Carol Katarsky, 44, Philadelphia, Freelance Writer/Editor
Katarsky’s gigs have ranged from one-off magazine articles to longer-term projects relaunching websites. She says being the master of her schedule has allowed her to enjoy her work more. “Since I was a little kid, I thought playing with words was fun. … Now it doesn’t really feel like work to me,” she says. “I’ve been very happy.” Her income fluctuates, but she says she makes roughly the same amount as in her old corporate job — while working half the hours. She juggles multiple projects at once, focusing on those that allow her to spend time with her son. A downside of being self-employed is paying the full price for health insurance, she says, but it’s bearable. “I like having the flexibility… I’m not beholden to someone’s schedule, which has become more important to me as I’ve gotten older.”
Russell Deuberry, 34, Indianapolis, IT
“My folks worked for the same place for 35 years and retired from there and that was never an option for me,” Deuberry says. “You can’t trust companies to look out for your best interests anymore.” After his corporate job was outsourced, he got into contract work. That has allowed him to make enough money beyond making ends meet, but he worries about not being able to find work if the economy takes a downward turn. “I’ve got the house, got the car, got a kid,” he says.”I’m pretty content making the money I’m making now. It’s more than I need, honestly.”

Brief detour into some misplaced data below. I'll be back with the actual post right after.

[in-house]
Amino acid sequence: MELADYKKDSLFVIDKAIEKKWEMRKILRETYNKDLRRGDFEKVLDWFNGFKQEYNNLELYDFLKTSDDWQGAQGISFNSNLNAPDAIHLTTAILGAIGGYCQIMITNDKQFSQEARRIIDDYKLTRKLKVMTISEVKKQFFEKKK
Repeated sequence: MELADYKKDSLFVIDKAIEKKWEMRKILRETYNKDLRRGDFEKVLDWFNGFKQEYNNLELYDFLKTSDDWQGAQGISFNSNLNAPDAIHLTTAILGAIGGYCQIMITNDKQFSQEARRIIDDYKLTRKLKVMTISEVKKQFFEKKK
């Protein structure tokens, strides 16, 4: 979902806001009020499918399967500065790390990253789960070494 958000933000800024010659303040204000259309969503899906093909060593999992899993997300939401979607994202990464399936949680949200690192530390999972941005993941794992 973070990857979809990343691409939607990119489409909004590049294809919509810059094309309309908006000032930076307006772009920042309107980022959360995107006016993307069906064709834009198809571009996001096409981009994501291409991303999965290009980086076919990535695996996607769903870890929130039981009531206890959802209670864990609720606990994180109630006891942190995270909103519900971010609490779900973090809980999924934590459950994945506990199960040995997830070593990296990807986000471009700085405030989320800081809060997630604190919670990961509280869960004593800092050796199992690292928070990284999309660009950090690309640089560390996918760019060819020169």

Bill Erdle, 65, Oregon City, Ore., HR Consultant
Erdle is a seasoned contract worker: Since leaving the corporate world more than 20 years ago, he’s had over 100 contracts, juggling five or six at a time. He fills a temporary HR need for companies: analyzing pay and developing salary structures. Erdle loves the flexibility of working from home and considers himself quite successful — he is a homeowner, is happily married and receives benefits through his wife’s employer. But he is always preparing for potential famines: “You need probably a year’s worth of salary saved up for the inevitable times of no income.